One of Edgartown’s finest


To the Editor:

The extraordinary beauty of this Island has always enchanted me. I call it one big Japanese garden. The Island is alive with a myriad of landscapes. There are marshlands, beaches, woods, seascapes, hills, farmland, and so much more. Wherever you go, each part of the Island merges with the total, thus breathing living poetry. No matter your station in life, it seems that just about everyone is in awe, inspired by the terrain of the Vineyard.

As we all know, people work hard here. It is normal, practically de rigueur, to have at least two jobs, and many of us have three. In addition, there is a large population of families. Often both parents are working two jobs. They raise their children by magic (caused by very hard work), but they are not alone, and that is the true core of living here. People help each other. It is common, not considered unusual. There are hundreds of acts of kindness each day, often under the public radar, but more and more acknowledged on a Vineyard Facebook page.

The other night, while trying to make room for cars to get in and out of a friend’s driveway, I pulled to the side of the road only to get stuck in a ditch of snow. It was quite dark, and I was not aware of how deep the snow was on the passenger side. Try as I might, I could not extricate myself from that situation. I live with chronic illnesses, all of which are exacerbated by stress, so I try to live a consciously calm life. Nevertheless, it was dark and icy, and I was becoming more and more concerned about my chances of getting home that evening.

I called AAA, and they told me that they were not servicing the entire East Coast that evening because of the weather! When I tried to tell the operator that it was only raining at the time I called her, she said it did not matter. “The entire East Coast” was her mantra, repeated ad infinitum to every plea emitted from my heart.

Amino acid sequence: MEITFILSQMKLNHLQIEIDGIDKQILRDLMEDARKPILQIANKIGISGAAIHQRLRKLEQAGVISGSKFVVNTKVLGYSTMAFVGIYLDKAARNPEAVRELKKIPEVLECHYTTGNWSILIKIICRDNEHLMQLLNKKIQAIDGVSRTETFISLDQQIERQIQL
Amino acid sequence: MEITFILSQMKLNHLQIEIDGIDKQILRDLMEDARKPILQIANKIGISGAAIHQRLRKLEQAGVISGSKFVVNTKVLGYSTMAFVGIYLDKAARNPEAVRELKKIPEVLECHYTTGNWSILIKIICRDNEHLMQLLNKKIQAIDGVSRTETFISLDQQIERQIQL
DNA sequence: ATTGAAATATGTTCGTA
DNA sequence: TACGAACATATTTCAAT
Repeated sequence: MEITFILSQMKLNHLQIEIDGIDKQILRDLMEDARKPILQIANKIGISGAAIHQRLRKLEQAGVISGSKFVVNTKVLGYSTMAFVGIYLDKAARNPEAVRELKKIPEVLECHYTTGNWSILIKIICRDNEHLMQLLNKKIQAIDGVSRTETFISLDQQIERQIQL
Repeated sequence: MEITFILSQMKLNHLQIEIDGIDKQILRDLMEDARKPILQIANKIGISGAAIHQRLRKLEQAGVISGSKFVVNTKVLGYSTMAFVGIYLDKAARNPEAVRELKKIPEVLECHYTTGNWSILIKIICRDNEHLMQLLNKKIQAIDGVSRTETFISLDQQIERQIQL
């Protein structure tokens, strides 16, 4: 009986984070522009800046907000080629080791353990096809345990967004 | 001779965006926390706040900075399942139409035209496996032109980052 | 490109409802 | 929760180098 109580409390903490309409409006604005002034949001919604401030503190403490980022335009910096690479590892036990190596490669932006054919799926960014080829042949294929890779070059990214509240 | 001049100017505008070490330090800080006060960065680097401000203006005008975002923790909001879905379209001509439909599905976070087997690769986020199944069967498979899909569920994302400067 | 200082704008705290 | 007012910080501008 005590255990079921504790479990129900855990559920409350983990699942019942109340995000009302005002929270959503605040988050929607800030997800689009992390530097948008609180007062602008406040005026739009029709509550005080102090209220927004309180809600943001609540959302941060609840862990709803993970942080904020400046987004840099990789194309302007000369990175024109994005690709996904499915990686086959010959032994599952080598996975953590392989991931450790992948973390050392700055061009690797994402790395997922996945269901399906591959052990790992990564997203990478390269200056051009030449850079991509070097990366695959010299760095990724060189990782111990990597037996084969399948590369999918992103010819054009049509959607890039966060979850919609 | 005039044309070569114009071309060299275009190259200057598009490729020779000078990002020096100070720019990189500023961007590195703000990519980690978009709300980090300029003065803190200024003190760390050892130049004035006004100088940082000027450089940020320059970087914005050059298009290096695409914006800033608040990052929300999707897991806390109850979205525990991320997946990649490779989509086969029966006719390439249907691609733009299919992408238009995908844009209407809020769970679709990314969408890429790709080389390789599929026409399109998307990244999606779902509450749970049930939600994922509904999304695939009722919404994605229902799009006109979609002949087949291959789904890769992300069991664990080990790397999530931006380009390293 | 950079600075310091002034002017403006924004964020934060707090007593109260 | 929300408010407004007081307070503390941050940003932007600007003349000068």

Finally, I got off the phone and called the local police department. I was in Edgartown. Within minutes, an officer arrived, and he immediately tried to push me out of the ditch. As strong as he was, he could not. He asked how he could help. I told him that if he had some kind of chain or rope, his SUV could pull me out of the ditch, as I had a hitch on the back of my car. He got into his car, got the rope, attached it to my car and his, and pulled me out of the ditch. It all happened within seconds. I thanked him profusely and drove home to warmth and comfort, praying my thanks for being helped. I was blessed to have crossed the path of an everyday hero. I wish I could remember his name because he deserves to be recognized.

This is a place where the police truly serve and protect, no matter your station in life or your ethnicity. On the way out, I again thanked the officer and he smiled and said you’re welcome. He must have felt my soul opening to wave hello, because I do believe this gentle man was truly happy after completing a good deed for an old guy like me. Grace had found me when I wasn’t looking.

Jack Schimmelman


The officer’s name is Jeffrey Trudel. —Ed.